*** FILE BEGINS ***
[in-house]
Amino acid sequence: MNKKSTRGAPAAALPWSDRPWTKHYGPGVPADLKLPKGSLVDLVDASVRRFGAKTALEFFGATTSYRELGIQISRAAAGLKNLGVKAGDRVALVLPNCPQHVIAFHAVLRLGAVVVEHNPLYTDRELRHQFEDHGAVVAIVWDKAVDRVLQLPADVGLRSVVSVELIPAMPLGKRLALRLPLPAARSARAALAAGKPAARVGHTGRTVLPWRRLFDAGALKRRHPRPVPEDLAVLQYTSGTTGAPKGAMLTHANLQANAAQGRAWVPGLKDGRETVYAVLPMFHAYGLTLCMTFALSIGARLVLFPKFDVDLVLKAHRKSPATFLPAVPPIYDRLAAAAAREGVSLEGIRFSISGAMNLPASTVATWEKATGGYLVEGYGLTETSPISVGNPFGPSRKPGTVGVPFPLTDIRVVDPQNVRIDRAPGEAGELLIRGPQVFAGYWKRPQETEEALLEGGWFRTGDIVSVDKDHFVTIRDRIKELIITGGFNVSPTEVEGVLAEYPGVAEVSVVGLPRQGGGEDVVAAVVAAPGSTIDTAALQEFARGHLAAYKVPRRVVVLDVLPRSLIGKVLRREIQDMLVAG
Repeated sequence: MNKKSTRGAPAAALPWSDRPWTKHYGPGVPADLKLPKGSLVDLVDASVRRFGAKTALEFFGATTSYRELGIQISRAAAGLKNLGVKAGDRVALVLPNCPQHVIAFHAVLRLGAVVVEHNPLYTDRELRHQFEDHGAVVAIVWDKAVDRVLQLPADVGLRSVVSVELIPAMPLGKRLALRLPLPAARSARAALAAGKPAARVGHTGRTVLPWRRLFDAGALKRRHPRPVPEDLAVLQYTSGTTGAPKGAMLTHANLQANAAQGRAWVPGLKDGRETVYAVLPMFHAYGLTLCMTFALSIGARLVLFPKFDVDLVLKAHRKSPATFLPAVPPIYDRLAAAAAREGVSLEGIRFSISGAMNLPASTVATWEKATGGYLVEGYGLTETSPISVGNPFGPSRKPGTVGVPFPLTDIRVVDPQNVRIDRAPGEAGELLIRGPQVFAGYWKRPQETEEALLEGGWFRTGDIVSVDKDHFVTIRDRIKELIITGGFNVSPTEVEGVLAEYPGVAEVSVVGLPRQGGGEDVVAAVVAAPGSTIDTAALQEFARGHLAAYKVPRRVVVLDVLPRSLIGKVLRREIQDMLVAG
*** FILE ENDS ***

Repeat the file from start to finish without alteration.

[in-house]
Amino acid sequence: MNKKSTRGAPAAALPWSDRPWTKHYGPGVPADLKLPKGSLVDLVDASVRRFGAKTALEFFGATTSYRELGIQISRAAAGLKNLGVKAGDRVALVLPNCPQHVIAFHAVLRLGAVVVEHNPLYTDRELRHQFEDHGAVVAIVWDKAVDRVLQLPADVGLRSVVSVELIPAMPLGKRLALRLPLPAARSARAALAAGKPAARVGHTGRTVLPWRRLFDAGALKRRHPRPVPEDLAVLQYTSGTTGAPKGAMLTHANLQANAAQGRAWVPGLKDGRETVYAVLPMFHAYGLTLCMTFALSIGARLVLFPKFDVDLVLKAHRKSPATFLPAVPPIYDRLAAAAAREGVSLEGIRFSISGAMNLPASTVATWEKATGGYLVEGYGLTETSPISVGNPFGPSRKPGTVGVPFPLTDIRVVDPQNVRIDRAPGEAGELLIRGPQVFAGYWKRPQETEEALLEGGWFRTGDIVSVDKDHFVTIRDRIKELIITGGFNVSPTEVEGVLAEYPGVAEVSVVGLPRQGGGEDVVAAVVAAPGSTIDTAALQEFARGHLAAYKVPRRVVVLDVLPRSLIGKVLRREIQDMLVAG
Repeated sequence: MNKKSTRGAPAAALPWSDRPWTKHYGPGVPADLKLPKGSLVDLVDASVRRFGAKTALEFFGATTSYRELGIQISRAAAGLKNLGVKAGDRVALVLPNCPQHVIAFHAVLRLGAVVVEHNPLYTDRELRHQFEDHGAVVAIVWDKAVDRVLQLPADVGLRSVVSVELIPAMPLGKRLALRLPLPAARSARAALAAGKPAARVGHTGRTVLPWRRLFDAGALKRRHPRPVPEDLAVLQYTSGTTGAPKGAMLTHANLQANAAQGRAWVPGLKDGRETVYAVLPMFHAYGLTLCMTFALSIGARLVLFPKFDVDLVLKAHRKSPATFLPAVPPIYDRLAAAAAREGVSLEGIRFSISGAMNLPASTVATWEKATGGYLVEGYGLTETSPISVGNPFGPSRKPGTVGVPFPLTDIRVVDPQNVRIDRAPGEAGELLIRGPQVFAGYWKRPQETEEALLEGGWFRTGDIVSVDKDHFVTIRDRIKELIITGGFNVSPTEVEGVLAEYPGVAEVSVVGLPRQGGGEDVVAAVVAAPGSTIDTAALQEFARGHLAAYKVPRRVVVLDVLPRSLIGKVLRREIQDMLVAG